Reverse Implied Odds

9 Feb by admin

Reverse Implied Odds

Successful poker players are familiar with topics such as math and how to deal with terms such as outs, odds, pot odds and implied pot odds. The concept of reverse implied odds goes one step further. They are particularly important in No Limit Hold’em Poker. 
Definition
Reverse implied odds, or in German the “reverse implied probabilities”, are a concept of the American poker player and author David Sklansky, which he introduces and explains in his famous work “Theory of Poker”. Reverse implied odds, or RIO for short, describe a phenomenon in a marginal hand situation in which one has no initiative.
In contrast to implied pot odds, reverse implied odds take into account possible losses if the opponent improves his hand in the hand or already holds the better hand. Implied pot odds take into account the money that could still get into the pot. RIO, on the other hand, are just a situation-dependent extension of implied odds.
When and Why Should One Calculate the Reverse Odds?
Reverse implied odds become important when a player with an average hand and little chance of improvement may currently have the strongest hand, but there are still one or more opponents in the game who bet or raise. If the opponent already has a good hand or can improve his hand, it can be assumed that he will also bet in the following rounds. If the opponent has bad cards, he will probably not bet or even fold his hand. In this case, you would have to spend more money to find out that you were beaten than to win.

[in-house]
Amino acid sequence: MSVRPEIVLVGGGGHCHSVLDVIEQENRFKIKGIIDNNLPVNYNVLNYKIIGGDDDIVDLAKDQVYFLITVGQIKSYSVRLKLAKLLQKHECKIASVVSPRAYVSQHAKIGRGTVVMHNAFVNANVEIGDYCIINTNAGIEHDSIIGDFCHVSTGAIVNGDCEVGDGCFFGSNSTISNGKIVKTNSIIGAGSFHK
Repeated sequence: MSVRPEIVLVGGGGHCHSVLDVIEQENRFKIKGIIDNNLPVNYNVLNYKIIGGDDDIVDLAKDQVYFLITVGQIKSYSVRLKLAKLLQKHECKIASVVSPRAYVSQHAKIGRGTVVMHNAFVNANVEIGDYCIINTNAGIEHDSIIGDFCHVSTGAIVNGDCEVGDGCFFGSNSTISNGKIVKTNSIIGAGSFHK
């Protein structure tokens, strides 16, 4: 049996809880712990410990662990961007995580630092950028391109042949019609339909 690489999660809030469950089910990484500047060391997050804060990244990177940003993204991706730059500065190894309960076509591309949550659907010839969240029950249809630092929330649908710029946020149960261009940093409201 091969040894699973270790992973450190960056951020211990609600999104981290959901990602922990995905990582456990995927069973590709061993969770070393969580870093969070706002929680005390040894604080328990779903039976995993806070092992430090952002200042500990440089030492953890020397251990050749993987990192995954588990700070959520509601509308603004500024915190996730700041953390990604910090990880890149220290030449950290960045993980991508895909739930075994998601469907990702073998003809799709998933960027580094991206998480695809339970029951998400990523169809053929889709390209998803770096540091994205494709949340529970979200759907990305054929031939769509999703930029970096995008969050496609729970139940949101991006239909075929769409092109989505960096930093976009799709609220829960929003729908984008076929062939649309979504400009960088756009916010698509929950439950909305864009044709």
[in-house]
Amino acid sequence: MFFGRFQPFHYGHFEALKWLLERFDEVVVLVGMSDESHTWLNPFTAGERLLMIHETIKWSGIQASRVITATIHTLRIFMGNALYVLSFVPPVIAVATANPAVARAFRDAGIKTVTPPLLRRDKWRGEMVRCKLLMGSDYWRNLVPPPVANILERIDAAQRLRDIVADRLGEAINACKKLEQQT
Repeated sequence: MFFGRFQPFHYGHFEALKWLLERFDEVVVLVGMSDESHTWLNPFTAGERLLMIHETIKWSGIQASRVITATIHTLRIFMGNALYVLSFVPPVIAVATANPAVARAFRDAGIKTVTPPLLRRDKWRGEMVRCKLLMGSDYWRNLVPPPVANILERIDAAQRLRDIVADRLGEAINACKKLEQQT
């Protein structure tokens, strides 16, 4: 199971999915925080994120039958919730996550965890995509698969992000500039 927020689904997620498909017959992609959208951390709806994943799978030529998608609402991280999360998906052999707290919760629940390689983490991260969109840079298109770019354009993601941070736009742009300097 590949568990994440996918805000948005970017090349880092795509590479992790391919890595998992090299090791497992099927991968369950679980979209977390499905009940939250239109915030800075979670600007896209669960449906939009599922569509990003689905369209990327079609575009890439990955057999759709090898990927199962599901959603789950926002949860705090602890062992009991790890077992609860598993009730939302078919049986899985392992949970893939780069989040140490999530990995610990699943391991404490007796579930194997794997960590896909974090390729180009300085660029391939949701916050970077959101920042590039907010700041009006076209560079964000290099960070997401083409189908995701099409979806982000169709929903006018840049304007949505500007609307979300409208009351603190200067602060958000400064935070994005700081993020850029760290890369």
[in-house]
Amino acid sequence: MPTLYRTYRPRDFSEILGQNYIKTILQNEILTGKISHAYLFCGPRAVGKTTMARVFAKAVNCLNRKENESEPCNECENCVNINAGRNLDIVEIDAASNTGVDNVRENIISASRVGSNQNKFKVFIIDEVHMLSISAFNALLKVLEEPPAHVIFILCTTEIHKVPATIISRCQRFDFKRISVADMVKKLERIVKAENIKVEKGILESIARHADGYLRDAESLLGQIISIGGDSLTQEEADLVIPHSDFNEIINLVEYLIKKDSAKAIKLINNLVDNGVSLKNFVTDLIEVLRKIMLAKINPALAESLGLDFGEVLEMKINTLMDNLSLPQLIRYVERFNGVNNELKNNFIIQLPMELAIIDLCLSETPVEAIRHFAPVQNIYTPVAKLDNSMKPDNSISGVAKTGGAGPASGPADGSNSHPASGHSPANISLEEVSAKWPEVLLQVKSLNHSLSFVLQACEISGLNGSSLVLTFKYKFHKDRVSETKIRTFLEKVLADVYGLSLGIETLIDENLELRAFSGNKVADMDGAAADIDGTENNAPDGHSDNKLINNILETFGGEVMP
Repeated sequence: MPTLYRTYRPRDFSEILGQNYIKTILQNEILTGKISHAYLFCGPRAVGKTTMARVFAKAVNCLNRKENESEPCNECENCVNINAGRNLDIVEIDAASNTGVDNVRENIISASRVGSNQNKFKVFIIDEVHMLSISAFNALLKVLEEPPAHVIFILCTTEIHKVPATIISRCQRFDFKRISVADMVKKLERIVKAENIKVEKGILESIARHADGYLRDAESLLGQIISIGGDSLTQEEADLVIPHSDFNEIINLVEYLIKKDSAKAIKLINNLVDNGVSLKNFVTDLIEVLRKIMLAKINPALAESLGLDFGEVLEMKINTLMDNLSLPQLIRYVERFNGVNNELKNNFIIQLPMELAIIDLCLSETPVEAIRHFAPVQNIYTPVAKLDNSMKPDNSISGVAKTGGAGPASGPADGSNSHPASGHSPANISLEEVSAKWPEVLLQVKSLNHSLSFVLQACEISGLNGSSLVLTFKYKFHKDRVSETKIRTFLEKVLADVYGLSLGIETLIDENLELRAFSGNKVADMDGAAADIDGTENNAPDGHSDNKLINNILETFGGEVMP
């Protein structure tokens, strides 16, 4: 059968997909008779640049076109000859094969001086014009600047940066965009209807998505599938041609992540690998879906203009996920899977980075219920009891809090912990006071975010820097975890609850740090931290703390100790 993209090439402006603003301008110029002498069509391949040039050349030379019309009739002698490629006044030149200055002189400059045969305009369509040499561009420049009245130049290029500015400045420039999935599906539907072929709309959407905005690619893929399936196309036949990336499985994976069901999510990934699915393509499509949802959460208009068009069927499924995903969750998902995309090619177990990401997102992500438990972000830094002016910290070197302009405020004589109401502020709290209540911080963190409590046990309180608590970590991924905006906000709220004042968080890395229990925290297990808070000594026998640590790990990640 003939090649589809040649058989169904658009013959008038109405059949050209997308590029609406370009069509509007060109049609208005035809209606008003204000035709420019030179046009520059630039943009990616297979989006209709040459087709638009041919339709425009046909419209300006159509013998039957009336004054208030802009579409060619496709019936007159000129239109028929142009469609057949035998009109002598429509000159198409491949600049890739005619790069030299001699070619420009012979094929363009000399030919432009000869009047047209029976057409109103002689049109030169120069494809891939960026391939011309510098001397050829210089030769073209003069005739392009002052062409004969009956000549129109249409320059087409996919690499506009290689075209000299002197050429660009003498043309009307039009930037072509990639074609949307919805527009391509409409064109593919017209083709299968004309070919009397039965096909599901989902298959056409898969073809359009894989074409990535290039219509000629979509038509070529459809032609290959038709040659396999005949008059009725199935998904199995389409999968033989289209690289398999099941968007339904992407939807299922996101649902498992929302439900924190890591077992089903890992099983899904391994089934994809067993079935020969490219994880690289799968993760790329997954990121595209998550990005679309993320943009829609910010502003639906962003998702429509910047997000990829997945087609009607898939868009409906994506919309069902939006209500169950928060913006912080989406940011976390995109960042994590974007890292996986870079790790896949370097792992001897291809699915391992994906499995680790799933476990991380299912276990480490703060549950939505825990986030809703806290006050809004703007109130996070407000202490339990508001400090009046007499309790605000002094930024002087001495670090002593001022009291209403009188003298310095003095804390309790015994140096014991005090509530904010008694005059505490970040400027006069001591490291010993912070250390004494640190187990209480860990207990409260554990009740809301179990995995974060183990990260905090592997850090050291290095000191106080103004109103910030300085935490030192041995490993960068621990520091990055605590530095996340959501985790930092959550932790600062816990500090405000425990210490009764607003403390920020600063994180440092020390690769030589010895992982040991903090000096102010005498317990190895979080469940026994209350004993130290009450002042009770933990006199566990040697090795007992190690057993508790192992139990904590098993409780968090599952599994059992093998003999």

For example, if you have the nuts, you only have to deal with the implied odds. Those who do not have the nuts often find themselves in a reverse implied odds situation, as there is always a risk that they will only have the second best hand. With reverse implied odds, odds can change to negative in certain situations:
Reverse Implied Odds Situation
The player does not know how to classify his own hand correctly
The chances of getting a better hand than the opponent has or when the opponent can still get are slim
A call would tie the player to the pot
The opponent is in an “early position” (i.e. to the right of yourself)
The player has other opponents who could raise again
Now that you understand what reverse implied odds are and how you can identify one, make use of it in your next poker game.

Leave a Reply

Your email address will not be published. Required fields are marked *